Formula: Fully Loaded Cost = SG&A (40%) x Base Salary
    Base Salary x 1.4 = Fully Loaded Cost
    Fully Loaded Cost x 10 = Your Weight (your ROS)

    Base Salary Fully Loaded Cost
    (SGA of 40%)
    Your Weight / ROS
    (FLC x 10)
    $40,000 $56,000 $560,000
    $60,000 $84,000 $840,000
    $80,000 $112,000 $1,120,000
    $100,000 $140,000 $1,400,000
    $120,000 $168,000 $1,680,000
    $150,000 $210,000 $2,100,000
    $200,000 $280,000 $2,800,000

    So, the question is…Are You Pulling Your Weight?

    If the answer is yes … you should feel confident that you are imminently employable. Even if times get tough and something happens with your role you will always be able to rely upon your ability to Pull Your Weight … and you’ll be able to prove it too!

    If the answer is no … you might need to think more about what you can do to bolster your Return on Salary. This might include additional training or it might just require you do double-down and focus on the factors that drive for a better Return on Salary.

    Author:

    Jeff  is a veteran in the Enterprise Content Management industry. Over the past 20 years he has worked with customers and partners to design, develop and deploy solutions around the world. Jeff is currently the Director of Strategic Alliances at Winshuttle. He has worked for Microsoft, FileNet (IBM), K2, Captaris, Open Text, Kofax and Kodak. He speaks and blogs about ECM and the Intersection between Social, Mobile and Cloud Computing.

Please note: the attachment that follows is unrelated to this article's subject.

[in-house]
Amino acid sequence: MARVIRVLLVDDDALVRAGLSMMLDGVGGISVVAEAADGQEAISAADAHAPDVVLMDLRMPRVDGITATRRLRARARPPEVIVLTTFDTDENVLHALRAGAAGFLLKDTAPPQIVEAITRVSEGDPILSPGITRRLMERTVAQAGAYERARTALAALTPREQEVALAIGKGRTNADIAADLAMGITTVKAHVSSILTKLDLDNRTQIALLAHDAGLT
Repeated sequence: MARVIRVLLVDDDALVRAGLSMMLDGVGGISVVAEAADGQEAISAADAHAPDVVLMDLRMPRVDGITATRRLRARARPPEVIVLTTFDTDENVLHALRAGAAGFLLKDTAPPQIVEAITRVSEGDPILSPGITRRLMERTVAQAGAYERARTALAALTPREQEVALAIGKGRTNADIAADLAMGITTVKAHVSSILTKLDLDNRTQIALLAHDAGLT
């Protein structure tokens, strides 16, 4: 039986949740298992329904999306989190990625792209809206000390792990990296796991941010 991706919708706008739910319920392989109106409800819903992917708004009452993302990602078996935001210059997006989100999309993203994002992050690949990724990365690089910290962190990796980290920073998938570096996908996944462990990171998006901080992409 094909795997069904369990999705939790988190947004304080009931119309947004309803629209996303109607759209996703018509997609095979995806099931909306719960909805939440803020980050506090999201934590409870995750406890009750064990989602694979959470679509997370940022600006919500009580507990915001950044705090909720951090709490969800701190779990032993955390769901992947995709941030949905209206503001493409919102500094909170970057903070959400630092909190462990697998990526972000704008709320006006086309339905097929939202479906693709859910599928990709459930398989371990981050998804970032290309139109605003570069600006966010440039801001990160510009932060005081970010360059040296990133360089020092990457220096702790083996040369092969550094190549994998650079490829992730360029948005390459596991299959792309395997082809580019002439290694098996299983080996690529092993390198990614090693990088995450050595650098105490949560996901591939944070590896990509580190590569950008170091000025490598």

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    Jeff is an expert in the Enterprise Content Management industry. He brings over 20 years of Channel Sales, Partner Marketing and Alliance expertise to audiences around the world in speaking engagements and via his writing. He has worked for Microsoft, Kodak, K2 and Gimmal. Follow him on Twitter @jshuey or on LinkedIn: in/JeffShuey

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    Posted in Career Development, Interview, Job Search, Personal Branding
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    2 comments on “Are You Pulling Your Weight
    1. avatar
      EXPERT

      I don’t buy the numbers because “Return” depends greatly on its definition. 10x return in revenue or profit? It profit, you’re nuts, if revenue, what kind of revenue? In product sales, margins are much lower than for a consultant, for example, while sales people can generate 100x their salary in revenue without bringing a dime of profit.

    2. avatar
      EXPERT
      Jeff Shuey says:

      Thanks for the comment Bjørn — my main intent was for people to think of this Return on Salary and come up with their own Rule of Thumb for measurement. Perhaps the only roles that can most accurately measure their ROS are those in direct sales organizations. Even then it’s tough to really measure it because of all the other factors. Regardless, I hope people at all stages of their career and in whatever role they decide to pursue take the time to determine (even loosely) what their Return on Salary might be. If anything, it’s a good exercise in self-reflection.